Review: Uni the Unicorn by Amy Krouse Rosenthal

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Uni the Unicorn by Amy Krouse Rosenthal, illustrated by Brigette Barrager

Released August 26, 2014.

Do you believe in unicorns?  One might expect the main question of this book to be just that, but instead it’s a question of whether unicorns should believe in little girls.  Uni was a normal unicorn in most ways.  She may have had extra sparkly eyes and her mane may be extra luxurious, but she could heal with her horn like the others and make wishes come true too.  But the one thing that made Uni different was that she believed that little girls were actually real!  Her parents just smiled at her when she insisted little girls were real and her friends laughed at her.  But Uni just knew that somewhere in the world was a little girl just for her.  And out in the world, there was.

Rosenthal has written a book with a surprise twist that makes it fresh and radiant.  Using the unicorn as the heart of the book and indisputably real is a delightful way to approach this mythical beast.  Rosenthal writes that both the unicorn and the girl are looking for a friend who is “strong smart wonderful magical.”  The emphasis on that rather than beauty is appreciated, particularly in a book about unicorns. 

Barrager’s art is lush and colorful.  Her digital illustrations feel like pop art with their modern edge.  Showing Uni longing for her little girl by reading books and drawing pictures is a clever and clear way to tie her to the little girls who may be longing for a unicorn.

I’m not a huge unicorn fan and hate drippy books that are too sweet.  Unicorn fans will adore this book and those of us on the lookout for books that are saccharine will be pleasantly surprised.  Appropriate for ages 3-5.

Reviewed from ARC received from Random House Children’s Books.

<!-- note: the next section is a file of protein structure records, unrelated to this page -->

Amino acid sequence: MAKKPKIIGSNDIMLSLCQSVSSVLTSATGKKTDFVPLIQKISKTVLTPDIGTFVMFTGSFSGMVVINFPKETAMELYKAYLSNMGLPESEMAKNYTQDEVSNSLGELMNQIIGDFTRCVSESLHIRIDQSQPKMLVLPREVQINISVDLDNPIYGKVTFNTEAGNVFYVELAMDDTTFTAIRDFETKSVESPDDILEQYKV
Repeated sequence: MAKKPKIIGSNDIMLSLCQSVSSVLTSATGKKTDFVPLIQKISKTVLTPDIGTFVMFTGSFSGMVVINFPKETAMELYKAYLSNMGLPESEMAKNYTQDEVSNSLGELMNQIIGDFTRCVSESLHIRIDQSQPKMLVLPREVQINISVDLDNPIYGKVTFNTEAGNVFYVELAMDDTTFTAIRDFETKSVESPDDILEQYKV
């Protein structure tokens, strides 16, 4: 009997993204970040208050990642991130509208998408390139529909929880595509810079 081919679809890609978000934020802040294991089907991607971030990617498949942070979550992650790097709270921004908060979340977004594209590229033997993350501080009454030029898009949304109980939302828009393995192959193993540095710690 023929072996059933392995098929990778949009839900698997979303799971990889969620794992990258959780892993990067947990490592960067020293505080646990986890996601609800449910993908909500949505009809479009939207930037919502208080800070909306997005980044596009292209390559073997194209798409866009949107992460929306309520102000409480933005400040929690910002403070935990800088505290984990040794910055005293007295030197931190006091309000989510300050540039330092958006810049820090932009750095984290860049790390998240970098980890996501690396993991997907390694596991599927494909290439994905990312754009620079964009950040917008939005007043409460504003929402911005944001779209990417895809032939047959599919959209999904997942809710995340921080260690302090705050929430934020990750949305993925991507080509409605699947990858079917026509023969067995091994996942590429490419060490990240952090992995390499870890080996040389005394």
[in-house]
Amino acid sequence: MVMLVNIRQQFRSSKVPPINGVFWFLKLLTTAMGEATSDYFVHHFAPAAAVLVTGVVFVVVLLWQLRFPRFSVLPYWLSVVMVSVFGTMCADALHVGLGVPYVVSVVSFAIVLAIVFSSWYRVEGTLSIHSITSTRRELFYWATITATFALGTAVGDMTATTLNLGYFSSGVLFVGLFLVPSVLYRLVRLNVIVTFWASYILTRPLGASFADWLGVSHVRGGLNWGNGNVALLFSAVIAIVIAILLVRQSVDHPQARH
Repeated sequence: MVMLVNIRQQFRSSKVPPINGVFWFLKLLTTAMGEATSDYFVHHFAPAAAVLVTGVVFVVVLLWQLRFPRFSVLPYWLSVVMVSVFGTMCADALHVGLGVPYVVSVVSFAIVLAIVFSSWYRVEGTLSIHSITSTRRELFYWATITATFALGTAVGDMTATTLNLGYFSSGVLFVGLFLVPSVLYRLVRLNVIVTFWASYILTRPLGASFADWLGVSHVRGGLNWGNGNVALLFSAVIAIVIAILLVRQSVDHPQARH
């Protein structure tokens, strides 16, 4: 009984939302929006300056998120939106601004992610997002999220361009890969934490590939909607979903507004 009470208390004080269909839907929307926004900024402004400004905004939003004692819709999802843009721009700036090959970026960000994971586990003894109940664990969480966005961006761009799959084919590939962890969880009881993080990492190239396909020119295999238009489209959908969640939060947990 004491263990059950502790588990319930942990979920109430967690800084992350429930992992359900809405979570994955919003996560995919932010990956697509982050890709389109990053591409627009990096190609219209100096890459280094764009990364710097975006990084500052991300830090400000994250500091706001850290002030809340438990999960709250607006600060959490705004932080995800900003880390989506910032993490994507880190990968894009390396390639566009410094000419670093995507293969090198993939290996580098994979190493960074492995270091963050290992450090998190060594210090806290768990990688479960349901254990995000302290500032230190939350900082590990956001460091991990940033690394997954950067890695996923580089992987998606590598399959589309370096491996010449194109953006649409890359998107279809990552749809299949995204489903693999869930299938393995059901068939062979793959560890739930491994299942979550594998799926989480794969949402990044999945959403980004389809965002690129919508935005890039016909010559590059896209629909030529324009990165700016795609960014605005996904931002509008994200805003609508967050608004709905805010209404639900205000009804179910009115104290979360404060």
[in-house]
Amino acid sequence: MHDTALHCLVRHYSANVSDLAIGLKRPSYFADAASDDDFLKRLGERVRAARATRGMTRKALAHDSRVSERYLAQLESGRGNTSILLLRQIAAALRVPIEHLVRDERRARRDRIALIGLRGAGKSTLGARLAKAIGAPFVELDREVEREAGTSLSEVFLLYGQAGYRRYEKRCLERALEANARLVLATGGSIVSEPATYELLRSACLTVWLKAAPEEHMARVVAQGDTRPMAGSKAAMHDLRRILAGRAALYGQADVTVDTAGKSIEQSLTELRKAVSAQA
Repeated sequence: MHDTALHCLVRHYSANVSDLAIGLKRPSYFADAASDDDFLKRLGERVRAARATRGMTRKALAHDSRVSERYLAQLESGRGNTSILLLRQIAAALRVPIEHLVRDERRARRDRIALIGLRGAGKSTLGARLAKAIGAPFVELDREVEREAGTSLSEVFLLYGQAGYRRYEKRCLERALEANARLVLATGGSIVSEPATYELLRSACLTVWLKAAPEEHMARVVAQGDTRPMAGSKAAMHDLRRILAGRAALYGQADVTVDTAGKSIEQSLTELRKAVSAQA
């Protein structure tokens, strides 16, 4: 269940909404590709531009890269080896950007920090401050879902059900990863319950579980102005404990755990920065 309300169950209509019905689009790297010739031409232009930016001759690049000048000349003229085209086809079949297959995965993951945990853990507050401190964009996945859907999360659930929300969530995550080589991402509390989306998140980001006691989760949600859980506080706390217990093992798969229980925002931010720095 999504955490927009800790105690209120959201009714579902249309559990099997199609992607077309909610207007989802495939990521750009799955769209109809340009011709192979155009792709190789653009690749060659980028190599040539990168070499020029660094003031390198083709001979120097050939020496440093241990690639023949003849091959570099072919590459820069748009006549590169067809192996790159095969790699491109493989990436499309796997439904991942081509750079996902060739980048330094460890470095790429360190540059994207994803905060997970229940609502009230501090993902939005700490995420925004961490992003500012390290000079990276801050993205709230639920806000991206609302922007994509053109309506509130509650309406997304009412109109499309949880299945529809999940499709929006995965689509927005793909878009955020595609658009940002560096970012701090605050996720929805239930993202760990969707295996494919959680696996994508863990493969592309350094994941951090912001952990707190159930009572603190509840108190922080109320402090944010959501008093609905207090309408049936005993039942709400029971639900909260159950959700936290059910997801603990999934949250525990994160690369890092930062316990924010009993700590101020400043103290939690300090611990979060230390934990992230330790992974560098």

Smoking Hot Controversy

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The Scarecrow’s Wedding by Julia Donaldson, illustrated by Axel Scheffler has garnered some criticism from parents for having an evil scarecrow who smokes.  Evidently, it’s not enough that the bad guy is the one smoking, nor that the other characters actually say out loud that smoking is bad, but just the image of a cigar is enough to cause concern for children.

I have a copy of the book and wanted to see what the fuss was about.  I must admit I was surprised at how clearly smoking was dealt with as something bad and then that even the bad guy doesn’t really successfully smoke.  I’ve taken a picture of the page in question, and honestly it is just a single page in the entire book.  This way you can make up your mind if it’s appropriate for your school, library or children.

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I also appreciate the fact that the cigar is actually part of the plot.  When it falls from Reginald’s hand, it starts a fire that is important to the progress of the story. 

So what do you think?  Should children’s books have smoking in them?  Is it ever OK?